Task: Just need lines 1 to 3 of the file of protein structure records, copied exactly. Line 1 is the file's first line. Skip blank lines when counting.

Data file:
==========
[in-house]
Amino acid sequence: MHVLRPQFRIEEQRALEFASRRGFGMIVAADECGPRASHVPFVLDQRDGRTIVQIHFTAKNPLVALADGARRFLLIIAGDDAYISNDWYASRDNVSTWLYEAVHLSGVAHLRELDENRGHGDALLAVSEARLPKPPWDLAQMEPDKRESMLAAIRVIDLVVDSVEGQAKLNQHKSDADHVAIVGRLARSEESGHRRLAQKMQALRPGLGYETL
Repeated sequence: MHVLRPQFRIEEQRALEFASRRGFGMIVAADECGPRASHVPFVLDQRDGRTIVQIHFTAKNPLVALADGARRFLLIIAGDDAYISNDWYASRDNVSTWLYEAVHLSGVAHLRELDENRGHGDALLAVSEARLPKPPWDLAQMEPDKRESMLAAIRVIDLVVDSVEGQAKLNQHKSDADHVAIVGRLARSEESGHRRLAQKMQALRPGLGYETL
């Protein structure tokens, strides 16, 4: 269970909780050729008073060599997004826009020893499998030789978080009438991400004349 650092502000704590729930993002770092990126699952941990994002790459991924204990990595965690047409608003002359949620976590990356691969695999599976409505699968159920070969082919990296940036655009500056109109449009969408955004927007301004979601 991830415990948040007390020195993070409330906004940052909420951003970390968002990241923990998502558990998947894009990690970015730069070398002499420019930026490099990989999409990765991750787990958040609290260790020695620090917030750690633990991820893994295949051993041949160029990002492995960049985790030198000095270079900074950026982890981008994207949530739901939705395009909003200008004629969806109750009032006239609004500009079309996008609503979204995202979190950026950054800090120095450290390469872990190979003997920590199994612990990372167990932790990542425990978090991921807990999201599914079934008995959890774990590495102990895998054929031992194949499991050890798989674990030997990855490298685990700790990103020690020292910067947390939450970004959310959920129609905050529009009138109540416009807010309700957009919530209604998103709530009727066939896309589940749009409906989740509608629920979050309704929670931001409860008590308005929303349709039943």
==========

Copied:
[in-house]
Amino acid sequence: MHVLRPQFRIEEQRALEFASRRGFGMIVAADECGPRASHVPFVLDQRDGRTIVQIHFTAKNPLVALADGARRFLLIIAGDDAYISNDWYASRDNVSTWLYEAVHLSGVAHLRELDENRGHGDALLAVSEARLPKPPWDLAQMEPDKRESMLAAIRVIDLVVDSVEGQAKLNQHKSDADHVAIVGRLARSEESGHRRLAQKMQALRPGLGYETL
Repeated sequence: MHVLRPQFRIEEQRALEFASRRGFGMIVAADECGPRASHVPFVLDQRDGRTIVQIHFTAKNPLVALADGARRFLLIIAGDDAYISNDWYASRDNVSTWLYEAVHLSGVAHLRELDENRGHGDALLAVSEARLPKPPWDLAQMEPDKRESMLAAIRVIDLVVDSVEGQAKLNQHKSDADHVAIVGRLARSEESGHRRLAQKMQALRPGLGYETL